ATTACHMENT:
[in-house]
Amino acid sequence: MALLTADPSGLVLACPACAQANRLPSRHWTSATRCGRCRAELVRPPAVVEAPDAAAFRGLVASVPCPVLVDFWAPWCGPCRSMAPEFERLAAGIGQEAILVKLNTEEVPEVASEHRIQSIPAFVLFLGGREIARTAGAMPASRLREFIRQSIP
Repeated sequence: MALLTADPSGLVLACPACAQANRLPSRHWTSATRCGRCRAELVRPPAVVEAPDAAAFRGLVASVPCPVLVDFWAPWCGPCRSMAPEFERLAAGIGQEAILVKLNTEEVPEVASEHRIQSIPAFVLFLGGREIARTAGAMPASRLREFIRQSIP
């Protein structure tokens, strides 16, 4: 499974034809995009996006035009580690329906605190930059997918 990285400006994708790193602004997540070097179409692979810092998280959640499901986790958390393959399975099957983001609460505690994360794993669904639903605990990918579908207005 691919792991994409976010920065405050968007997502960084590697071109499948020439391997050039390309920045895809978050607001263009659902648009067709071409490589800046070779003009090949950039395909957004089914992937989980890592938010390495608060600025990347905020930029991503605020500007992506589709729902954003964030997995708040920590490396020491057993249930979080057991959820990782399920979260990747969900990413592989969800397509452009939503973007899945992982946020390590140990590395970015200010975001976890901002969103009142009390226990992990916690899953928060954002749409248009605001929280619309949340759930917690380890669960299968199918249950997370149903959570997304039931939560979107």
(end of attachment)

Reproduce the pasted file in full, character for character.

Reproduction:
[in-house]
Amino acid sequence: MALLTADPSGLVLACPACAQANRLPSRHWTSATRCGRCRAELVRPPAVVEAPDAAAFRGLVASVPCPVLVDFWAPWCGPCRSMAPEFERLAAGIGQEAILVKLNTEEVPEVASEHRIQSIPAFVLFLGGREIARTAGAMPASRLREFIRQSIP
Repeated sequence: MALLTADPSGLVLACPACAQANRLPSRHWTSATRCGRCRAELVRPPAVVEAPDAAAFRGLVASVPCPVLVDFWAPWCGPCRSMAPEFERLAAGIGQEAILVKLNTEEVPEVASEHRIQSIPAFVLFLGGREIARTAGAMPASRLREFIRQSIP
């Protein structure tokens, strides 16, 4: 499974034809995009996006035009580690329906605190930059997918 990285400006994708790193602004997540070097179409692979810092998280959640499901986790958390393959399975099957983001609460505690994360794993669904639903605990990918579908207005 691919792991994409976010920065405050968007997502960084590697071109499948020439391997050039390309920045895809978050607001263009659902648009067709071409490589800046070779003009090949950039395909957004089914992937989980890592938010390495608060600025990347905020930029991503605020500007992506589709729902954003964030997995708040920590490396020491057993249930979080057991959820990782399920979260990747969900990413592989969800397509452009939503973007899945992982946020390590140990590395970015200010975001976890901002969103009142009390226990992990916690899953928060954002749409248009605001929280619309949340759930917690380890669960299968199918249950997370149903959570997304039931939560979107």